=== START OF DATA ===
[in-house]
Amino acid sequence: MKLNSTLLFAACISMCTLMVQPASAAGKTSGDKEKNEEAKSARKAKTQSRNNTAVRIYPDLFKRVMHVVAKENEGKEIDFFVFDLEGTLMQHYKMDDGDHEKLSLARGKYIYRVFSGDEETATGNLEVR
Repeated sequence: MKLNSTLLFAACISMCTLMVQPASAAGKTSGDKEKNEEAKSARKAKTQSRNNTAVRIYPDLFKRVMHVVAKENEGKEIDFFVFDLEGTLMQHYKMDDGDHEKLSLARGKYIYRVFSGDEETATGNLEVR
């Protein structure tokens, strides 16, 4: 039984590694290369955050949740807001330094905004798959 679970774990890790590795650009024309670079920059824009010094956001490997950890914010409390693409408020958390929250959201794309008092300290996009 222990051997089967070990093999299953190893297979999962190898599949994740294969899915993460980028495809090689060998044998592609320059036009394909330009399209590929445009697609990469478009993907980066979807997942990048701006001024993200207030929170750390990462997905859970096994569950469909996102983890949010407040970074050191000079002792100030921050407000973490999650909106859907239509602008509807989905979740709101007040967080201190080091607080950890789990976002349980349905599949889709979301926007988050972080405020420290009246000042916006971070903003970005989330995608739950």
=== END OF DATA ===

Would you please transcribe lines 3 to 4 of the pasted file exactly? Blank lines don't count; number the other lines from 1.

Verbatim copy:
Repeated sequence: MKLNSTLLFAACISMCTLMVQPASAAGKTSGDKEKNEEAKSARKAKTQSRNNTAVRIYPDLFKRVMHVVAKENEGKEIDFFVFDLEGTLMQHYKMDDGDHEKLSLARGKYIYRVFSGDEETATGNLEVR
């Protein structure tokens, strides 16, 4: 039984590694290369955050949740807001330094905004798959 679970774990890790590795650009024309670079920059824009010094956001490997950890914010409390693409408020958390929250959201794309008092300290996009 222990051997089967070990093999299953190893297979999962190898599949994740294969899915993460980028495809090689060998044998592609320059036009394909330009399209590929445009697609990469478009993907980066979807997942990048701006001024993200207030929170750390990462997905859970096994569950469909996102983890949010407040970074050191000079002792100030921050407000973490999650909106859907239509602008509807989905979740709101007040967080201190080091607080950890789990976002349980349905599949889709979301926007988050972080405020420290009246000042916006971070903003970005989330995608739950």